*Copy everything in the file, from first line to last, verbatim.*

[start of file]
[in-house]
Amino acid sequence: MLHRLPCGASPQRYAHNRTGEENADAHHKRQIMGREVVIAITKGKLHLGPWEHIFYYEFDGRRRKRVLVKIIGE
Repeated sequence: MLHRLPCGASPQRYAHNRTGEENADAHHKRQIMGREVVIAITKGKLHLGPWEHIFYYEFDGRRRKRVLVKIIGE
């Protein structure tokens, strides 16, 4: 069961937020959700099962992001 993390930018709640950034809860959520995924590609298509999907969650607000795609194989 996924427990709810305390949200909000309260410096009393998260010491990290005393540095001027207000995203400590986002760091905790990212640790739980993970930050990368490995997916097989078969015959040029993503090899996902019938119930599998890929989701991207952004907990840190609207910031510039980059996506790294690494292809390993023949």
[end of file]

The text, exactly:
[in-house]
Amino acid sequence: MLHRLPCGASPQRYAHNRTGEENADAHHKRQIMGREVVIAITKGKLHLGPWEHIFYYEFDGRRRKRVLVKIIGE
Repeated sequence: MLHRLPCGASPQRYAHNRTGEENADAHHKRQIMGREVVIAITKGKLHLGPWEHIFYYEFDGRRRKRVLVKIIGE
């Protein structure tokens, strides 16, 4: 069961937020959700099962992001 993390930018709640950034809860959520995924590609298509999907969650607000795609194989 996924427990709810305390949200909000309260410096009393998260010491990290005393540095001027207000995203400590986002760091905790990212640790739980993970930050990368490995997916097989078969015959040029993503090899996902019938119930599998890929989701991207952004907990840190609207910031510039980059996506790294690494292809390993023949």